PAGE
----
“Discrimination has absolutely no place at McDonald’s and we apologize for this inadvertent ad placement, which was handled via a third party,” the spokesperson said in a statement. “Once we learned of the placement, we worked to remove it from that channel.”

Christine Paige, Kaiser Permanente’s senior vice president of marketing and digital services, said in a statement that the company has canceled advertising with TuneIn while it investigates what happened.

“Our policy is not to place ads on sites with offensive content,” she said. “This should not have happened.”

However, TuneIn spokesman Patrick Wixted defended the advertisers, saying they didn’t know their ads would run on neo-Nazi radio programming.

“Our advertisers' ads are never targeted to this type of content, and we regret the fact that a very small number of ads appeared alongside it,” said Wixted, who declined to specify what the actual number was. “TuneIn does not condone or tolerate hateful, offensive content on our platform. As soon as we became aware of this content, it was removed from the TuneIn service. We will continue to improve our processes for identifying and removing offensive content.”

Wixted declined to specify what the changes for reviewing content would be.

In addition to Radio Aryan, TuneIn had been hosting Black Sun Radio, a neo-Nazi music station where Kaiser Permanente ads aired multiple times in October and November. TuneIn removed the station following an inquiry from BuzzFeed News.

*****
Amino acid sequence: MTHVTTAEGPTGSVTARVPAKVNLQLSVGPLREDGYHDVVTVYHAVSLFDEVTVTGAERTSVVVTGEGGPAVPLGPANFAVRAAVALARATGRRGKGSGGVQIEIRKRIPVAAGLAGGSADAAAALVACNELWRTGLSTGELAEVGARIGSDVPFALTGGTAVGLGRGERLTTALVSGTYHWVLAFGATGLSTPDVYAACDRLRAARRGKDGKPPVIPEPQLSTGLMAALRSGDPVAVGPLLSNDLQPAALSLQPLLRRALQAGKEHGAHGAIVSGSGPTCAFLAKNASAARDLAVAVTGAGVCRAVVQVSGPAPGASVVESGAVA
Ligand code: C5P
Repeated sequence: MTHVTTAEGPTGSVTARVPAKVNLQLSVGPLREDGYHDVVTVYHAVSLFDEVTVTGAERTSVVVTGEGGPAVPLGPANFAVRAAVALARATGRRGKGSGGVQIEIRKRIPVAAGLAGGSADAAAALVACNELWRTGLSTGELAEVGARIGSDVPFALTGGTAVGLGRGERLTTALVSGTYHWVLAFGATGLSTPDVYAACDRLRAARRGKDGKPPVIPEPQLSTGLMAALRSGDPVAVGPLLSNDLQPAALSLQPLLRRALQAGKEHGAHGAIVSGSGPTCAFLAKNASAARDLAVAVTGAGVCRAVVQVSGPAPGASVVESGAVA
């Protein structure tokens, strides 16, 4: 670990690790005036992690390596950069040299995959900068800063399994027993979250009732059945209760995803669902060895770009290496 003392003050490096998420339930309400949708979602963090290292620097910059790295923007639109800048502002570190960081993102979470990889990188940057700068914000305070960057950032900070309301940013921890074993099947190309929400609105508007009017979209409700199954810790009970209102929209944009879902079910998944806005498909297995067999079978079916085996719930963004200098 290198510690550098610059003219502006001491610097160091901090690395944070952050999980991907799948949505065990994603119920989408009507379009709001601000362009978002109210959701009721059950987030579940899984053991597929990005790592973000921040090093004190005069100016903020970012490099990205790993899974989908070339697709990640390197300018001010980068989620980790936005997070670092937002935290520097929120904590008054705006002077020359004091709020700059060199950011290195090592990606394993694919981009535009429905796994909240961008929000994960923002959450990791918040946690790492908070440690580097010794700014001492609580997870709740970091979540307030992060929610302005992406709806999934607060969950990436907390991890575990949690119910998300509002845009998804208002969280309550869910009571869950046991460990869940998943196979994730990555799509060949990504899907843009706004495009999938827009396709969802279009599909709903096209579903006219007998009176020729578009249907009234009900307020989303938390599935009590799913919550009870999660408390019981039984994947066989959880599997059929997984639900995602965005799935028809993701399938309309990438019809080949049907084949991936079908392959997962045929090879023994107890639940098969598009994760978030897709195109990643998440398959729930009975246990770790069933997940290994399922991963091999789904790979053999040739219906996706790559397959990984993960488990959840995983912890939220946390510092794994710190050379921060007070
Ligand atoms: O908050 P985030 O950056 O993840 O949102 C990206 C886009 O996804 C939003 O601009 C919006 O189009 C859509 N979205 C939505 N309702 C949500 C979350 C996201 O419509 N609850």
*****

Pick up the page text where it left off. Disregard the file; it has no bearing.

Hans Pruitt, the 71-year-old retired freelance programmer who runs Black Sun Radio, told BuzzFeed News he had operated on TuneIn for more than a year. He calls himself a member of the alt-right, believes in the idea of a white ethnostate, and describes the music he plays as “fashwave” — white nationalist electronica.

“I play music for white people,” he said.

“Radio is where you’ll find all the leaders of this movement.”

For him, it’s not about the money, it’s about being part of the white nationalist power structure, where broadcasters model themselves after mainstream conservative talk radio personalities.

“Radio is where you’ll find all the leaders of this movement,” he said.

Programmatic advertising — or ads distributed by an algorithm on the internet without direct human oversight — has been a challenge for brands trying to steer clear of objectionable or offensive content that has been disseminated on a range of stations.

Some wield more influence than others, however. Hankes described Black Sun Radio, Radio Aryan and Renegade Broadcasting — the latter two did not respond to requests for comment — as “second tier” in the neo-Nazi radio scene because they accrue fewer plays than others. The neo-Nazi station Red Ice Radio and the alt-right network of podcasts The Right Stuff, or TRS, are the two major players, racking up thousands of plays per episode and inspiring strong listener devotion, Hankes said. That’s a problem for critics who say internet broadcast platforms should be doing more to police the content they distribute.